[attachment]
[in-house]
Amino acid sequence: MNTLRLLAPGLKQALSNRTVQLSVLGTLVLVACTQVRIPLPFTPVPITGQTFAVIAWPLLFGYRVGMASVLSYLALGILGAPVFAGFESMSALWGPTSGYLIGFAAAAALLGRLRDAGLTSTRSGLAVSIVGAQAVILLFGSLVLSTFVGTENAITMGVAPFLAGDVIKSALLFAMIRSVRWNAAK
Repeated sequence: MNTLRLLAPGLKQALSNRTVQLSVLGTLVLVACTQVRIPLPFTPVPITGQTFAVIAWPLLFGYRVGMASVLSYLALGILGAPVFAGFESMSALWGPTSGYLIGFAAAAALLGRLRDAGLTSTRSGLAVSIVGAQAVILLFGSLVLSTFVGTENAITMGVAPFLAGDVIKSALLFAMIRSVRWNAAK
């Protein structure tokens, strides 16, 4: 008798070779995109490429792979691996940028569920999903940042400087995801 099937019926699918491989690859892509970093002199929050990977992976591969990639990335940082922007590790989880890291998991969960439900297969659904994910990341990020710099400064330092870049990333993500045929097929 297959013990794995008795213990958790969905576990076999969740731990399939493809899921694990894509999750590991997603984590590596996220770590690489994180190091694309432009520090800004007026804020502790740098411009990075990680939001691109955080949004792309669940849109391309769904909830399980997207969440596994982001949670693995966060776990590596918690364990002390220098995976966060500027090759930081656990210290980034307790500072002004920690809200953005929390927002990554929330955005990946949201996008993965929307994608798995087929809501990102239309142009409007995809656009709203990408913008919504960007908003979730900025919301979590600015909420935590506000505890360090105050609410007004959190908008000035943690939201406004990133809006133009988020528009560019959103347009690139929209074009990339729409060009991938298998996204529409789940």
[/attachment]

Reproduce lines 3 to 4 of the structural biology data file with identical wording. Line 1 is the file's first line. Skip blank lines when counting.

Repeated sequence: MNTLRLLAPGLKQALSNRTVQLSVLGTLVLVACTQVRIPLPFTPVPITGQTFAVIAWPLLFGYRVGMASVLSYLALGILGAPVFAGFESMSALWGPTSGYLIGFAAAAALLGRLRDAGLTSTRSGLAVSIVGAQAVILLFGSLVLSTFVGTENAITMGVAPFLAGDVIKSALLFAMIRSVRWNAAK
């Protein structure tokens, strides 16, 4: 008798070779995109490429792979691996940028569920999903940042400087995801 099937019926699918491989690859892509970093002199929050990977992976591969990639990335940082922007590790989880890291998991969960439900297969659904994910990341990020710099400064330092870049990333993500045929097929 297959013990794995008795213990958790969905576990076999969740731990399939493809899921694990894509999750590991997603984590590596996220770590690489994180190091694309432009520090800004007026804020502790740098411009990075990680939001691109955080949004792309669940849109391309769904909830399980997207969440596994982001949670693995966060776990590596918690364990002390220098995976966060500027090759930081656990210290980034307790500072002004920690809200953005929390927002990554929330955005990946949201996008993965929307994608798995087929809501990102239309142009409007995809656009709203990408913008919504960007908003979730900025919301979590600015909420935590506000505890360090105050609410007004959190908008000035943690939201406004990133809006133009988020528009560019959103347009690139929209074009990339729409060009991938298998996204529409789940």